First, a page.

Updated: November 30, 2015 2:46:09 am
As the world turns to Paris, where the 21st edition of the Conference of the Parties to the United Nations Framework Convention on Climate Change (UNFCCC) takes place, there is cautious optimism. The hope is that the leaders of some 190 nations can arrive at an agreement that will arrest anthropogenic global warming by reducing greenhouse gas (GHG) emissions. While most governments have accepted the scientific consensus that environmental catastrophe lurks in the future if the planet’s temperature is allowed to increase by more than 2 degrees Celsius over pre-industrial levels, they still bitterly disagree on what a meaningful accord that limits emissions should look like — the last attempt at collective action on climate, in Copenhagen in 2009, turned rancorous. More specifically, developing countries such as India are understandably apprehensive that the developed world intends to jettison the principle of common but differentiated responsibilities, which places the major burden of climate change mitigation on the wealthy economies that created the problem in the first place. They also differ on the extent to which the first world ought to compensate poor nations for embracing green practices and policies, and transfer technology to them.
India and its developing peers insist on equity because they are rightly reluctant to hobble their development agendas. But this has led to India, especially, acquiring a reputation as a stubborn and obstructionist spoiler at global climate change negotiations —an unfair charge. US Secretary of State John Kerry has already raised the spectre of India’s non-cooperation in Paris, calling it a “challenge”. He was speaking of the intended nationally determined contributions, where each country furnishes an emissions reduction target and a plan to achieve it. So far, these pledges are not legally binding — which makes the proposed agreement palatable and politically feasible — but there was, at the G-20 meet in Antalya, a move to include a reference to a “review mechanism” requiring a periodic assessment of commitments made. India spiked the move, and there is some concern that a dispute over monitoring and verification could derail a possible accord —as could any binding obligation for wealthy nations to provide financial assistance, which the US is keen to avoid.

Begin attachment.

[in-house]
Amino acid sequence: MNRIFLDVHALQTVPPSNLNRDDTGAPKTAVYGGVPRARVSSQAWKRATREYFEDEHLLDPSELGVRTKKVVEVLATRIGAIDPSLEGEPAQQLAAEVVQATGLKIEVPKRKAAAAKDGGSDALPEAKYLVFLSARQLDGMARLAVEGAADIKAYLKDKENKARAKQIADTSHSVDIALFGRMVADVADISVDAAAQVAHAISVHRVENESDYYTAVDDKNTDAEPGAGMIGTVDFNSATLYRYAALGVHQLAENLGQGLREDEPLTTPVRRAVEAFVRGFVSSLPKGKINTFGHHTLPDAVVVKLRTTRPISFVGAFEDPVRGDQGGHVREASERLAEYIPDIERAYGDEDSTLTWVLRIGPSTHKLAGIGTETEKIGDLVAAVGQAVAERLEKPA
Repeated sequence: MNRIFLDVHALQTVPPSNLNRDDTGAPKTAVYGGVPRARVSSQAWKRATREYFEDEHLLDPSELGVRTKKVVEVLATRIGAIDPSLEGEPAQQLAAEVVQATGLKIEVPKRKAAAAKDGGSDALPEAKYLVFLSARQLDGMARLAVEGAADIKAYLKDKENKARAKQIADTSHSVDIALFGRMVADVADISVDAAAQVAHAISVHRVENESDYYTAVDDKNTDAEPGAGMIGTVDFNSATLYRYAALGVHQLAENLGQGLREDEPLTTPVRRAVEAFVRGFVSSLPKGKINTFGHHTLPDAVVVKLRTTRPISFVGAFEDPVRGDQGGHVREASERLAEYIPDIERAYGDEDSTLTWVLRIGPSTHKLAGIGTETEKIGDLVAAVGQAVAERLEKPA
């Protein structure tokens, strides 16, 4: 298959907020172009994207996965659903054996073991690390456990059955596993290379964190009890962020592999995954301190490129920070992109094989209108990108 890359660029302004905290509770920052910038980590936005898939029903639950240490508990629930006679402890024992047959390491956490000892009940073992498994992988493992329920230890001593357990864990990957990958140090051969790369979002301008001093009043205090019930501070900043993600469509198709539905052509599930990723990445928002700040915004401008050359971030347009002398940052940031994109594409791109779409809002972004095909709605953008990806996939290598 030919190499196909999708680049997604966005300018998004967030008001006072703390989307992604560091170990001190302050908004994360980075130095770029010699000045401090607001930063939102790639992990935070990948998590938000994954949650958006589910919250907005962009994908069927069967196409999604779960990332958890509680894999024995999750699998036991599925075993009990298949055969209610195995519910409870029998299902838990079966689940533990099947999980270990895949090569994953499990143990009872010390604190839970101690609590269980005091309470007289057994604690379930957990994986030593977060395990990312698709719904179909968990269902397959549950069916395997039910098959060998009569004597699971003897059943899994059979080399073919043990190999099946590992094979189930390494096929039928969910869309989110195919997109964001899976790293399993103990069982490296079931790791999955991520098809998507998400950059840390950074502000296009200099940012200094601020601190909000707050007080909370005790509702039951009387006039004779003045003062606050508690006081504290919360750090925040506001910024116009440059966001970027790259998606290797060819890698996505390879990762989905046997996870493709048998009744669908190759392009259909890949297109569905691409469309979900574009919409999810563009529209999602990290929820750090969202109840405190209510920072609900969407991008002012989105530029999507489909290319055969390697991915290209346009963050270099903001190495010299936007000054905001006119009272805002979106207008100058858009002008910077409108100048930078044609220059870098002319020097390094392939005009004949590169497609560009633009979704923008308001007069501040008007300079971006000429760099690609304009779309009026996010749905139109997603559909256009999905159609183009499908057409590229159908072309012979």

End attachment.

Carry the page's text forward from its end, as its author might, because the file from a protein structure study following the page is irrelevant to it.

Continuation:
Meanwhile, Prime Minister Narendra Modi, who will speak at the summit, has reiterated his “uncompromising commitment on climate change” and signalled a willingness to improve cooperation by aggressively flagging India’s ambitious domestic renewable energy targets. India can, and must, play a constructive role in facilitating a robust yet realistic deal in Paris. Even if Paris proves to be a triumph of diplomacy and an agreement is successfully negotiated, it is unlikely to be broad or deep enough to curb global warming to the 2 degrees C guardrail. But an imperfect pact that covers much of the world would still be a real step forward.
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